“EVERYTHING IS INTERCONNECTED”: DAVID MILLIBAND AT THE ROYAL SOCIETY

David Milliband spoke at the Royal Society yesterday on Science, Diplomacy and the Modern Age. “…international relations has long been premised on the idea of a ‘balance of power’. The international system tended towards equilibrium and self-correction, as states sought to balance each other’s economic or military strength; an echo of the world of Newtonian…

BRINGING AFRICAN SPACE SCIENCE DOWN TO EARTH?

by Adrian Ely, STEPS Centre The past years have seen several African countries beginning to invest in satellites for defence, communications, and other objectives. Nigeria is one example (see an interview with Turner Isoun, the man behind Nigeria’s space race, after the jump). In some cases, these technologies have been applied in agriculture or environmental…

DISCUSSING “INTERSECTING KNOWLEDGES” IN NAIROBI

by Adrian Ely, STEPS Centre The African Academy of Sciences‘ vision is to be the engine driving scientific and technological development in Africa. It was established by prominent scientists, and the membership is still focused around the ‘hard’ sciences, especially physics and mathematics. But from our recent trip to Nairobi it’s obvious that the contribution…

YOUNG AFRICAN SCIENTISTS IN NAIROBI

By Adrian Ely The first day of the 4th TWAS-ROSSA Young Scientists’ Conference in Africa on “Science and Technology (S&T) Enterprises in Africa” provided a platform for some great examples of applied scientific research being carried out on the continent. Much of this was problem-focussed, interdisciplinary research, rather than “ivory tower” science. However, several speakers…

HOLDING OUT FOR HOPE: REPORT FROM COP15

By Shoumojit Kanjilal, IDS student Arriving into Copenhagen earlier this week by plane felt like a poor way to begin my time at the United Nations Climate Change Conference. Unfortunately it was the cheapest way to travel to Copenhagen, and this is another example of why anthropogenic climate change has increased so dramatically and rapidly….

REBOOTING DEVELOPMENT: PROF CALESTOUS JUMA

“Rebooting development: Innovation policy in the age of technological abundance” was the title of the 13th Marie Jahoda Annual Lecture. It was hosted by SPRU on 7 October 2009. Calestous’ deep knowledge is obvious, as well as his passion for the role of technology and innovation in Africa. From the flier: “Developing countries are increasingly…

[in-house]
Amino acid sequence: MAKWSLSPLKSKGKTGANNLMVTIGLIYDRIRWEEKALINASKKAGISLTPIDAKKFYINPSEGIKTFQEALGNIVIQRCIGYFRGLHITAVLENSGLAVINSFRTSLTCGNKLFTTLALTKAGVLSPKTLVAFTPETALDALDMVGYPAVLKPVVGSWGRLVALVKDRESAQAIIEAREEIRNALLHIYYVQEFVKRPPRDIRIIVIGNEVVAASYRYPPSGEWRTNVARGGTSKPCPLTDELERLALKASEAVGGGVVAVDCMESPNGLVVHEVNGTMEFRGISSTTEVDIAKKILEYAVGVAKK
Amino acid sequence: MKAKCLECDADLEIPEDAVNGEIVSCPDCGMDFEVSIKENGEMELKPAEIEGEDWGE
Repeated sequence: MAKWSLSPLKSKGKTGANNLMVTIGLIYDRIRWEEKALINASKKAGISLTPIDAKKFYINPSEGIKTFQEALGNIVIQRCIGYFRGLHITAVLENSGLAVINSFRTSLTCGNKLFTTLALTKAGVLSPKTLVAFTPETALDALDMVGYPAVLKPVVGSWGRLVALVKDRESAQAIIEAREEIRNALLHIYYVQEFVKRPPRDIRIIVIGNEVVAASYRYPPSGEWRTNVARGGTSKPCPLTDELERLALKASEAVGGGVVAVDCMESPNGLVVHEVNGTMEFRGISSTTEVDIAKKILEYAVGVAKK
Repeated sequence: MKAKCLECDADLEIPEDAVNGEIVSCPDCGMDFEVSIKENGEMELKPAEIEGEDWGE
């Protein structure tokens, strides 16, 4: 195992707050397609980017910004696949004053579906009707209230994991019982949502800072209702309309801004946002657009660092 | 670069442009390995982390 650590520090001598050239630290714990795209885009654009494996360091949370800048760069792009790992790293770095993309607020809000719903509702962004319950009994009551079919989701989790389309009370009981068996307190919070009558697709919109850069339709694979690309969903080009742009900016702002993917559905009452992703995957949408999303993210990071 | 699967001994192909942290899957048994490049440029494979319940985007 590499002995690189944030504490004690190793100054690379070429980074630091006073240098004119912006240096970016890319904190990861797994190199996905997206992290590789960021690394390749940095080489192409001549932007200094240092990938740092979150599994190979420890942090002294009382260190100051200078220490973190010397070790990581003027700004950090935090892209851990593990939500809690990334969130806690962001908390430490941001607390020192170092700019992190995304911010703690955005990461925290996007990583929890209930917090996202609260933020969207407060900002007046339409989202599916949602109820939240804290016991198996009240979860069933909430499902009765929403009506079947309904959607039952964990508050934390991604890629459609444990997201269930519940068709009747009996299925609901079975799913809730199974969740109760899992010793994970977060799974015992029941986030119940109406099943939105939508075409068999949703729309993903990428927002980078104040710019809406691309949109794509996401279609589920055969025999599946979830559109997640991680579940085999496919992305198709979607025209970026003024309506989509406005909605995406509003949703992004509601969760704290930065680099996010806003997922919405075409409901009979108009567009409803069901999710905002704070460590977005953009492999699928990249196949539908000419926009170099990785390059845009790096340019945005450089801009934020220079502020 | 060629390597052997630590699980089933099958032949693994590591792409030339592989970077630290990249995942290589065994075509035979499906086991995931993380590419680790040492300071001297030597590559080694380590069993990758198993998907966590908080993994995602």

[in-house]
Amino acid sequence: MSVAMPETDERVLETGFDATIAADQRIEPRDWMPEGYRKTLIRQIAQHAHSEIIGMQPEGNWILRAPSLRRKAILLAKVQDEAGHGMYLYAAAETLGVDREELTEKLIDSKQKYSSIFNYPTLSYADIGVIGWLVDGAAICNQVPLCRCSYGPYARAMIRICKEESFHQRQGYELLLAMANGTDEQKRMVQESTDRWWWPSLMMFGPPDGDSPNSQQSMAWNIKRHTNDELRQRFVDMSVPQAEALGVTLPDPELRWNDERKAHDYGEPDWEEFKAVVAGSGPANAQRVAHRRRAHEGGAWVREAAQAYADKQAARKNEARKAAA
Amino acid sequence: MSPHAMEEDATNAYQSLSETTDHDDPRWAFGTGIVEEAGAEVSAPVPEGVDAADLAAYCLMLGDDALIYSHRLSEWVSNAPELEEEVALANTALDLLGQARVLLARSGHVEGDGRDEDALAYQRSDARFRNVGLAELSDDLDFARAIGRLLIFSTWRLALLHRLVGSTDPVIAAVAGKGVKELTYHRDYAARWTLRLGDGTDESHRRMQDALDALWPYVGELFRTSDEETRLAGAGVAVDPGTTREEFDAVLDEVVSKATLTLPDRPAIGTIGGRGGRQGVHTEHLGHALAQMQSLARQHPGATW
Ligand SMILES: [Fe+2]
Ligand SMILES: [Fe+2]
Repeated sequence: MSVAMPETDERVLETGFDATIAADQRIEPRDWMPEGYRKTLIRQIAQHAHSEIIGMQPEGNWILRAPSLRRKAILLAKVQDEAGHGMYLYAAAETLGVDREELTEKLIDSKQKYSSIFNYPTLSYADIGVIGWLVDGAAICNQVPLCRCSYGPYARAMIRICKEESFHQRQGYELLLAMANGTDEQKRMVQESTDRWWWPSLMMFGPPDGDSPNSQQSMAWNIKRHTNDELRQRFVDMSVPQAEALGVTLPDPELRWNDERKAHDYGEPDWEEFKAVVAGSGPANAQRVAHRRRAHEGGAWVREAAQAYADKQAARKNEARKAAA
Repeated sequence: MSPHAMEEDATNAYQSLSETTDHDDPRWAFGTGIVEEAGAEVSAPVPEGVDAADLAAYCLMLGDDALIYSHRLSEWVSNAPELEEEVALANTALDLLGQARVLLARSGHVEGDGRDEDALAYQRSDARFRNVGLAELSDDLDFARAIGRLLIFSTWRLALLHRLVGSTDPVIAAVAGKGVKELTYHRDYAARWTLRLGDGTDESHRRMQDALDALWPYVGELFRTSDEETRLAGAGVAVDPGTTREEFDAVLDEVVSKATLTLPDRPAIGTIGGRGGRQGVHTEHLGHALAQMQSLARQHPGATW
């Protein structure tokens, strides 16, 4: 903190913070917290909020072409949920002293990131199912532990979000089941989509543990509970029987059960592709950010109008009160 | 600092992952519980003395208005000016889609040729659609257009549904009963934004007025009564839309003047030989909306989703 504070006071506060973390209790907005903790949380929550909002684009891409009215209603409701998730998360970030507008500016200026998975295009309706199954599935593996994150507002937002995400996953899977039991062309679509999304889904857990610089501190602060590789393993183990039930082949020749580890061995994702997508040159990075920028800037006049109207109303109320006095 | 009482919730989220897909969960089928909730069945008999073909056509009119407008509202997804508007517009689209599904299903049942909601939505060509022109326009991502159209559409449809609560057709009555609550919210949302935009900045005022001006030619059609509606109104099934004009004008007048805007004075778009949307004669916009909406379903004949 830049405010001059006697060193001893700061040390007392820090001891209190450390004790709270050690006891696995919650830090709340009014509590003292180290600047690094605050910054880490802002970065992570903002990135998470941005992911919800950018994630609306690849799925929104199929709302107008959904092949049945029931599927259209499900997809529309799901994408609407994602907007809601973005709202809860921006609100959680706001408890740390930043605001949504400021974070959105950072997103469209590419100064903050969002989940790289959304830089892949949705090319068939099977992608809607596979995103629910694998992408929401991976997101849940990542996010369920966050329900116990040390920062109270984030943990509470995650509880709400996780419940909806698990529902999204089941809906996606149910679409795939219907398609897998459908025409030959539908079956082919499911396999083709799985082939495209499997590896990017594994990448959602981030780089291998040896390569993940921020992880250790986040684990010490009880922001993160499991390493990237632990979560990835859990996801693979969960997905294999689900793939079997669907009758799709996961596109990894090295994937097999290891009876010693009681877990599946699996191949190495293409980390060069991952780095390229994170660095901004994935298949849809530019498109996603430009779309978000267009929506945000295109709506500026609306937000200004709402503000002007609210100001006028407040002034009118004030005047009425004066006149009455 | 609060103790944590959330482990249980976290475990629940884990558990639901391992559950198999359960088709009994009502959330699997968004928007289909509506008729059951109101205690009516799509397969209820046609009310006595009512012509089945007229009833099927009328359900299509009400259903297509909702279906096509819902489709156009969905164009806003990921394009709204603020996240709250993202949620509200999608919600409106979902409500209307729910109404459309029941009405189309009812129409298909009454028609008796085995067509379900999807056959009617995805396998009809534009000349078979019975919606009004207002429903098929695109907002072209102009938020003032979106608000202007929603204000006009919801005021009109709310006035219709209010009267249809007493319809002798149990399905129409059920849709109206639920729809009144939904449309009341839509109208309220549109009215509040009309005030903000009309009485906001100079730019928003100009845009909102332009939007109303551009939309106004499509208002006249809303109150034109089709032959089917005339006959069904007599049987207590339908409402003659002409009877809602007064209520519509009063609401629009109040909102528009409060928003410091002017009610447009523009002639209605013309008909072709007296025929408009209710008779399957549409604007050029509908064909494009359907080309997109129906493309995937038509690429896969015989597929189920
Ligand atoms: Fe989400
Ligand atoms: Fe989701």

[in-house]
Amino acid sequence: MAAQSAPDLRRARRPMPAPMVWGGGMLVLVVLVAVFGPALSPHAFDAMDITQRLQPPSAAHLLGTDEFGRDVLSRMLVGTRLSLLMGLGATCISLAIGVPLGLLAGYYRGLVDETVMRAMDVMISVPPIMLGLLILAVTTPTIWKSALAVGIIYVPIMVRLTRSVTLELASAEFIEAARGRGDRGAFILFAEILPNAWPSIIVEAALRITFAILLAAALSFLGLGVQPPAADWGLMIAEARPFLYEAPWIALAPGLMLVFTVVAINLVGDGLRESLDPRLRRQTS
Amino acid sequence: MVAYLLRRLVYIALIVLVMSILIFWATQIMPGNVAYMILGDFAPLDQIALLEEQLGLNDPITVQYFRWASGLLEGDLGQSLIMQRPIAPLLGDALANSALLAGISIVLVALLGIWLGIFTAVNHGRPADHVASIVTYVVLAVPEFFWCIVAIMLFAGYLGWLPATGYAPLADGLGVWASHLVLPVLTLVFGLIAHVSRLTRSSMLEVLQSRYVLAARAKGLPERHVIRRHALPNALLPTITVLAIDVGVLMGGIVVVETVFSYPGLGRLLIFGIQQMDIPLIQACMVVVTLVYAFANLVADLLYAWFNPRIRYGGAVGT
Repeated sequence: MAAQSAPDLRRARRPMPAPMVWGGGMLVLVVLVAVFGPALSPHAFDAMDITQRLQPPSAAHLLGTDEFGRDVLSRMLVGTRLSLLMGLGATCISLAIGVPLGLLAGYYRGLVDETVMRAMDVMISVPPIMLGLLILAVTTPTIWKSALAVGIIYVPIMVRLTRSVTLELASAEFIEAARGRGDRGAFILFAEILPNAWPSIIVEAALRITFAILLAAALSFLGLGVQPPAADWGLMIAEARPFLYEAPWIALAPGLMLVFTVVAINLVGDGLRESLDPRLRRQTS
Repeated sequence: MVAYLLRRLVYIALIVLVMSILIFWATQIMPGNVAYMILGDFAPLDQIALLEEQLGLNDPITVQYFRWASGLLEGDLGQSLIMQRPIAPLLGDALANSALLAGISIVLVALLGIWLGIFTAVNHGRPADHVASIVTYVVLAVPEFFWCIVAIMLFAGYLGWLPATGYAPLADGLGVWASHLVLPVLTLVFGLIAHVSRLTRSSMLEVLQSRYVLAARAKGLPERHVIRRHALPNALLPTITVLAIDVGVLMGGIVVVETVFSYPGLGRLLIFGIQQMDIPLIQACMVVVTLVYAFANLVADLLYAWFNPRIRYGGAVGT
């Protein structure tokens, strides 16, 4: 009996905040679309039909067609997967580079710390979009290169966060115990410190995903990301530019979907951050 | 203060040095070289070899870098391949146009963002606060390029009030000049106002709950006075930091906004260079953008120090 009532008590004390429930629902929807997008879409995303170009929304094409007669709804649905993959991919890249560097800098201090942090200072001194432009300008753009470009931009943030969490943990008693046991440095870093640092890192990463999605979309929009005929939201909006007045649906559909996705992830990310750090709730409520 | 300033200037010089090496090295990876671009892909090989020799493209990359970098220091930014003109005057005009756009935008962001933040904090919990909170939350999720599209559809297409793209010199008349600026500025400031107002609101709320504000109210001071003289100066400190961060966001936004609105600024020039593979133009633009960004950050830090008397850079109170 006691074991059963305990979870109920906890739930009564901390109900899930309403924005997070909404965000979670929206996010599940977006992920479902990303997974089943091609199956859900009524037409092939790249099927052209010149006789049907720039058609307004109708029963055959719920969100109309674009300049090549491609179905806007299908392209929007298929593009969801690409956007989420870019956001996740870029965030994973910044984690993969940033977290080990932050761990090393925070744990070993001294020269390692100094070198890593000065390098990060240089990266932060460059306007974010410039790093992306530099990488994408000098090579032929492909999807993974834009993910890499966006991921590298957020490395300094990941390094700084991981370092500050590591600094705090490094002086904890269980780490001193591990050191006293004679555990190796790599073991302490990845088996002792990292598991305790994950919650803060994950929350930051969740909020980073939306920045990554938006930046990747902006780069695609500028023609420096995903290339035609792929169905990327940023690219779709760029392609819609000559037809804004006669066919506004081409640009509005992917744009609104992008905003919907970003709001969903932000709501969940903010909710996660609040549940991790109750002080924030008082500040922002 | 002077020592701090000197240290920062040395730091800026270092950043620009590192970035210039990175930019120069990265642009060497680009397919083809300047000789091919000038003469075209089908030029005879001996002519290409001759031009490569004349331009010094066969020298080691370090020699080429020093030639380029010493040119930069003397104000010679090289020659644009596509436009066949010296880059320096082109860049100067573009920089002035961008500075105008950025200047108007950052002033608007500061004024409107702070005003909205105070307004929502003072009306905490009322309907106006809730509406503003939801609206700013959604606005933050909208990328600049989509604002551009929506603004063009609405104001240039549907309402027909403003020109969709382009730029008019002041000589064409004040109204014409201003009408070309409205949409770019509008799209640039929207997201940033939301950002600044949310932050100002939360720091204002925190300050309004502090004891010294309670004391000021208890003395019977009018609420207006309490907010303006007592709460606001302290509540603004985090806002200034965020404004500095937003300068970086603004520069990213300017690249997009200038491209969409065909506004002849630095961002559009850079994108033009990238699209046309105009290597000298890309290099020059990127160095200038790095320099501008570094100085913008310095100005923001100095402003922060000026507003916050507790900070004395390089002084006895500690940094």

ELEMENTARY, MY DEAR WATSON…

The Water Symposium’s all over now – photos from the symposium are on our flickr – but we’re still digesting some of the debates and discussions. For now, some highlights from Day One, which was mostly taken up by a healthy discussion on climate change: Kirsten Hastrup from Copenhagen University said that water is an…

STEPS SYMPOSIUM: IMPACT OF THE FINANCIAL CRISIS

By Sara J Wolcott Hardly surprisingly, the implications of the Financial Crisis of 2008 was a sub-theme of the Symposium. Several participants noted that there seems to be less money than there used to be – funding for the cutting edge projects that advance alternative knowledge systems is harder to come by than it used…

STEPS SYMPOSIUM: MOVING BEYOND THE NORTH-SOUTH DIVISION IN DEVELOPMENT

By Sara J Wolcott Brian Wynne wasn’t the only one who pointed it out, but he was particularly eloquent: he felt that when he analyzed and critiqued Northern institutions, he was, in a way, doing work for international development. He helps open the space and the possibility for researchers, intellectuals and citizens from developing countries…

TWITTER & THE IRANIAN UPRISING

By JULIA DAY, STEPS Centre member Like many, I have been following recent events in Iran with interest. The use of social media (Twitter, YouTube, Facebook etc) via mobile and the net to organise and reveal ordinary Iranians’ perspectives has been fascinating and ground-breaking. Timothy Garton Ash says in today’s Guardian: “Probably the single most…